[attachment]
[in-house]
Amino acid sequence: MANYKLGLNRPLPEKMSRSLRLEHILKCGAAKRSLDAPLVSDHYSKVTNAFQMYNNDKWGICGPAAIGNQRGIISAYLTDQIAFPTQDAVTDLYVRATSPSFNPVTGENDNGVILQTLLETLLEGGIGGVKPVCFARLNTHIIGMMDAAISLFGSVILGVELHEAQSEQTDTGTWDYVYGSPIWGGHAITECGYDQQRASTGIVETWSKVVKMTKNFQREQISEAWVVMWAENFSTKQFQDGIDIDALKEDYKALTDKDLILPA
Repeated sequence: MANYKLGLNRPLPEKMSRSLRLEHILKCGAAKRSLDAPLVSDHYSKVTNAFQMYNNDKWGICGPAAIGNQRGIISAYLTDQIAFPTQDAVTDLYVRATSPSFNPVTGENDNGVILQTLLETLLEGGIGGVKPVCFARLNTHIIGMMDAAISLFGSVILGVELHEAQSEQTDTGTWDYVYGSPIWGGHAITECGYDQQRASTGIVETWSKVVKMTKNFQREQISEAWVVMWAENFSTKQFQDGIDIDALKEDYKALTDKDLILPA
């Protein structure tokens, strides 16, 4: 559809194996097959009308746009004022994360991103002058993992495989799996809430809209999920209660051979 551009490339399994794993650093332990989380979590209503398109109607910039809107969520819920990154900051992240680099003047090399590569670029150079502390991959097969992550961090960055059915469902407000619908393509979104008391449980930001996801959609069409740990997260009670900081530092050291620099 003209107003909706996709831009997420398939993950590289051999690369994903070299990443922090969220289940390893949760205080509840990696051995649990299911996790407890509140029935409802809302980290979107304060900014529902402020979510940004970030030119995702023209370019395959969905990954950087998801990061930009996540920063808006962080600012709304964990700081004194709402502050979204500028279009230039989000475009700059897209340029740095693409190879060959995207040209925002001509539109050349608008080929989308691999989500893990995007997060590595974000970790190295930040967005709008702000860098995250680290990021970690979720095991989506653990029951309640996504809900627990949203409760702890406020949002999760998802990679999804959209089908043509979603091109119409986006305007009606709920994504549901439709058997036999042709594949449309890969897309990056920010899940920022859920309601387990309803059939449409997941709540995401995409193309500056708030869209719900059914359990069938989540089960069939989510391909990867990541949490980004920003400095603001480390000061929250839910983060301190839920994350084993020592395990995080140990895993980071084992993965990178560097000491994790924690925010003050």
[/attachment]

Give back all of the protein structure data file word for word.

[in-house]
Amino acid sequence: MANYKLGLNRPLPEKMSRSLRLEHILKCGAAKRSLDAPLVSDHYSKVTNAFQMYNNDKWGICGPAAIGNQRGIISAYLTDQIAFPTQDAVTDLYVRATSPSFNPVTGENDNGVILQTLLETLLEGGIGGVKPVCFARLNTHIIGMMDAAISLFGSVILGVELHEAQSEQTDTGTWDYVYGSPIWGGHAITECGYDQQRASTGIVETWSKVVKMTKNFQREQISEAWVVMWAENFSTKQFQDGIDIDALKEDYKALTDKDLILPA
Repeated sequence: MANYKLGLNRPLPEKMSRSLRLEHILKCGAAKRSLDAPLVSDHYSKVTNAFQMYNNDKWGICGPAAIGNQRGIISAYLTDQIAFPTQDAVTDLYVRATSPSFNPVTGENDNGVILQTLLETLLEGGIGGVKPVCFARLNTHIIGMMDAAISLFGSVILGVELHEAQSEQTDTGTWDYVYGSPIWGGHAITECGYDQQRASTGIVETWSKVVKMTKNFQREQISEAWVVMWAENFSTKQFQDGIDIDALKEDYKALTDKDLILPA
């Protein structure tokens, strides 16, 4: 559809194996097959009308746009004022994360991103002058993992495989799996809430809209999920209660051979 551009490339399994794993650093332990989380979590209503398109109607910039809107969520819920990154900051992240680099003047090399590569670029150079502390991959097969992550961090960055059915469902407000619908393509979104008391449980930001996801959609069409740990997260009670900081530092050291620099 003209107003909706996709831009997420398939993950590289051999690369994903070299990443922090969220289940390893949760205080509840990696051995649990299911996790407890509140029935409802809302980290979107304060900014529902402020979510940004970030030119995702023209370019395959969905990954950087998801990061930009996540920063808006962080600012709304964990700081004194709402502050979204500028279009230039989000475009700059897209340029740095693409190879060959995207040209925002001509539109050349608008080929989308691999989500893990995007997060590595974000970790190295930040967005709008702000860098995250680290990021970690979720095991989506653990029951309640996504809900627990949203409760702890406020949002999760998802990679999804959209089908043509979603091109119409986006305007009606709920994504549901439709058997036999042709594949449309890969897309990056920010899940920022859920309601387990309803059939449409997941709540995401995409193309500056708030869209719900059914359990069938989540089960069939989510391909990867990541949490980004920003400095603001480390000061929250839910983060301190839920994350084993020592395990995080140990895993980071084992993965990178560097000491994790924690925010003050």